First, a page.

This clearing of his name, again, evokes no surprise at all to those who know him. After all, "coincidentally," all his problems started when he became aware of grave harm being done to students and acted to set things right.

Second, the Ruling said that the University had publicly misrepresented statements made by the Freedom of Information Commissioner about the case, even before the ruling was delivered. When the Vice-Chancellor was informed of HER improper action, she said she would hold an inquiry, take disciplinary action, and report back to the Commissioner. This was never done.

Third, the Commissioner stated "The complaint's assertions directly contradicted certain information I had received from the agency . . . As a result, I put a series of questions to both . . . Although I required both parties to provide their answers in the form of statutory declarations [sworn statements], the answers provided me by the agency were not in that form." Under the terms of the Western Australian Freedom of Information Act, the University of Western Australia may have committed a crime by not being willing to swear to the truthfulness of their answers to the commission. I imagine we might well be hearing more about this development!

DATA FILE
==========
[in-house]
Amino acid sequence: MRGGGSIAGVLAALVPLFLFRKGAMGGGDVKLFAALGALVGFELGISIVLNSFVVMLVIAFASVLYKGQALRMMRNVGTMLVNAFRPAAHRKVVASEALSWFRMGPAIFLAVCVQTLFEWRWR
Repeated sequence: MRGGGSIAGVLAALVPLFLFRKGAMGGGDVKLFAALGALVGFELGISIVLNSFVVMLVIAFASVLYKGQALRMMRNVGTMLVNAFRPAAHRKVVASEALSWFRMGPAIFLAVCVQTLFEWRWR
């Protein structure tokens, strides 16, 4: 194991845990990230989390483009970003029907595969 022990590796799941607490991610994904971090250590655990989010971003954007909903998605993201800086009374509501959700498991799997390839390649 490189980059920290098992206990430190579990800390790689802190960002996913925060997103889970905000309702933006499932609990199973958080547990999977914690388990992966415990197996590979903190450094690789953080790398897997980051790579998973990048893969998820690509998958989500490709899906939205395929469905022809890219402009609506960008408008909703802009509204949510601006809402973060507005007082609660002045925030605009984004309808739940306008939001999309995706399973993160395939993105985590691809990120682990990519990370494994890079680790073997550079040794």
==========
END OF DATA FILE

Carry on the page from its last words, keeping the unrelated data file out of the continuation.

But for now, I think it is safe to say that some glimmer of hope exists that Dave Rindos, after a harrowing three and one-half years might soon be able to finally clear his name and return to what we would deem more "traditional" academic pursuits of teaching and research (i.e. no more legal, political, and bureaucratic battles).

This would not only be a win for him, and for the sake of legitimate archaeology at UWA, but, far more importantly, it would return a major victory for the most fundamental and cherished principles of academia itself -- free, truthful, and open procedures which consider academic concerns and academic concerns alone.

I would like to suggest that the readers of this list to write the Vice-Chancellor at the University of Western Australia urging her now to set right that which has gone so terribly wrong. In the same way in which we have been able to influence the outcome of recent Federal actions by the US government, I believe we might even be able to have some small effect on the administration of the University of Western Australia to improve their academic standards. You might wish to copy any such notes to Dr. Rindos at his e-mail address:

--------------------------------------------------------------------- Hugh